At noon, I got my first real dose of civic engagement and community brainstorming when I shadowed the Chinatown TRIP meeting. Around this round table, a squad of old-timer veterans who founded TRIP to advocate for transportation justice and a squad of young (not much older than me) Chinatown CDC planners talked for more than two hours about the various transportation justice issues facing Chinatown. They talked about multiple issues:
- The Bird scooter sharing, conversations w/ the company to limit drop zones, giving company reps tours so that the product better fits into the community
- Portsmouth square transportation intercept surveys
- Thanking the outgoing MTA director and seeking an audience w/ the incoming MTA director as well as providing input into that executive search
- High-speed rail and how consultants seek community input to check boxes rather than substantively factor in feedback
- 30 bus line: a mid-block bus stop, bulb-outs, and a debate on where the bus stop should be at
Yet, the most interesting interaction to capture was their engagement w/ the MTA Transit Public Relations Officer, Bonnie, who came to this meeting of TRIP to ask for feedback. She mentioned a proposed re-routing of a bus route, 12, that started in the Mission District and would wind its way thru FiDi before crossing the length of Chinatown. The proposed re-routing would include a couple more blocks in FiDi to accommodate more commuters and residents in newly built developments. And the opposition to this proposal was tremendous – and echoed previous rallying cries in the course textbook – b/c such an extension of the bus route would load up the bus w/ more residents and commuters, effectively rendering the bus full and unavailable to Chinatown riders during peak hours. These nuances of transportation justice amaze me – b/c I never could have understood these things, I would not be able to interpret how ridership could effectively privilege one community and deny another one. Although the meeting was never acrimonious, there was a sense of civic urgency and standing up to protect transportation rights – and I have not been such civically engaged in a while. I guess I have always heard of the door-to-door canvassing, the campaign rallies, the marches, even the protests and demonstrations outside, but this was a different type of engagement – directly working w/ the transportation authority and municipal government to provide input directly into a transportation proposal and do it on a person-to-person, conversational level. I was quite inspired b/c the conversation was both civil and informational, and I would hope that productive conversations like these lead to substantive transportation practices that truly serve the community.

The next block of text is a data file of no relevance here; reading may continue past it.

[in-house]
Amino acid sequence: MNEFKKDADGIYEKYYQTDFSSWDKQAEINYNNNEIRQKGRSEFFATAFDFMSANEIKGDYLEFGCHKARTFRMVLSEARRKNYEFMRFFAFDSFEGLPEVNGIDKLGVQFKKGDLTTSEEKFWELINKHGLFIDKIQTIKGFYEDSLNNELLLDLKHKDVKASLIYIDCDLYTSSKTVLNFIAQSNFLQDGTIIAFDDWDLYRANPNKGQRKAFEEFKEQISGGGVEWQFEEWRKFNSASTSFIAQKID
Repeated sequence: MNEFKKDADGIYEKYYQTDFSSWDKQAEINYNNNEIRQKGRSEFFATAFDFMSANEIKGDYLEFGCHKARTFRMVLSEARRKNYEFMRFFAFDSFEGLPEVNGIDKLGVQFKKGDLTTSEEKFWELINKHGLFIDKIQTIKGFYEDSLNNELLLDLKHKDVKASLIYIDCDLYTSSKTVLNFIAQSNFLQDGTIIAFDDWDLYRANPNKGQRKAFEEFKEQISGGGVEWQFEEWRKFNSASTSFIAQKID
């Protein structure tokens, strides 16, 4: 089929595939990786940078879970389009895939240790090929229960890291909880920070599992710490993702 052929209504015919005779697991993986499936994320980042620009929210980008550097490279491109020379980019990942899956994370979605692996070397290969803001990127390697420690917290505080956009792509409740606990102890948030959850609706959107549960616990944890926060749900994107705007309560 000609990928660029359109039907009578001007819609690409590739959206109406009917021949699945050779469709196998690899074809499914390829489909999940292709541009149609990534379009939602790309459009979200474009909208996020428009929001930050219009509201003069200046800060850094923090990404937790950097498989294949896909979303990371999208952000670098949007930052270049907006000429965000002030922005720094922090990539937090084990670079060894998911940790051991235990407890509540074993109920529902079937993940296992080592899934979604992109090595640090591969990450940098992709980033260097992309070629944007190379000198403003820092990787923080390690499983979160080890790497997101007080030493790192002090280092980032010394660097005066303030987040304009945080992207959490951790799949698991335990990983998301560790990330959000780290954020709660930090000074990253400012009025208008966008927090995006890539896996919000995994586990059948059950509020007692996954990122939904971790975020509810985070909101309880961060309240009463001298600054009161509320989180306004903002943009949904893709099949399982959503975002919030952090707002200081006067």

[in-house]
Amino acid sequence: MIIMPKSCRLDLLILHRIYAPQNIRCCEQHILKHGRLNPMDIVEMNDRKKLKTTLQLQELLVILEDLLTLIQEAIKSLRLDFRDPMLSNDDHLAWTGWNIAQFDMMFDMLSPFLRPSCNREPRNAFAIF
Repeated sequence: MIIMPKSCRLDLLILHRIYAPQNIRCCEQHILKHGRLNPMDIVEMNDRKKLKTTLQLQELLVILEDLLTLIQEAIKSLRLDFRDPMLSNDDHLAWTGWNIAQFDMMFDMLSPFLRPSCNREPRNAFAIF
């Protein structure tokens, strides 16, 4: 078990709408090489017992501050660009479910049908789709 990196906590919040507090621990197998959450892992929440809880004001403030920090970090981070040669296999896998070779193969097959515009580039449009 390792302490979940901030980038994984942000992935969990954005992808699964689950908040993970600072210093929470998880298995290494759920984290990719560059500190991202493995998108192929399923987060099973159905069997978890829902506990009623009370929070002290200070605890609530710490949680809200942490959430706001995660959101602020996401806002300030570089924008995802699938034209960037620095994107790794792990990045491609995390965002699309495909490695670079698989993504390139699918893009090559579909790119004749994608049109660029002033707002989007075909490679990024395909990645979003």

Session 10 – SPUR
In the afternoon, we visited SPUR – San Francisco Planning and Urban Research, an urban planning, community organizing and advocacy group. I was quite impressed w/ the breadth of their work, just as I have been impressed by the sheer scope covered by Chinatown CDC as well:
- Offices in SF, Oakland, San Jose
- Various events hosting speakers
- Magazine about urban issues
And again, I was impressed w/ how comfortable and beautiful their working space was! It’s not just Google, Facebook, Uber, LinkedIn – it’s also the SF PUC, it’s also SPUR. They have these spacious working spaces that enable conversation, beautiful murals and exhibitions that tell the story of their work – right smack dab in the middle of the city.
I was also impressed w/ the two-dimensional quadrant that they constructed for the vision of where SF could go – along the dimensions of economic development and social inclusion. I have always tried to say that we should consider issues among multiple dimensions, but they painted multiple scenarios (quite literally, in these paintings that we were asked to observe and comment upon) and then plotted it along these axes. That was extremely helpful to me.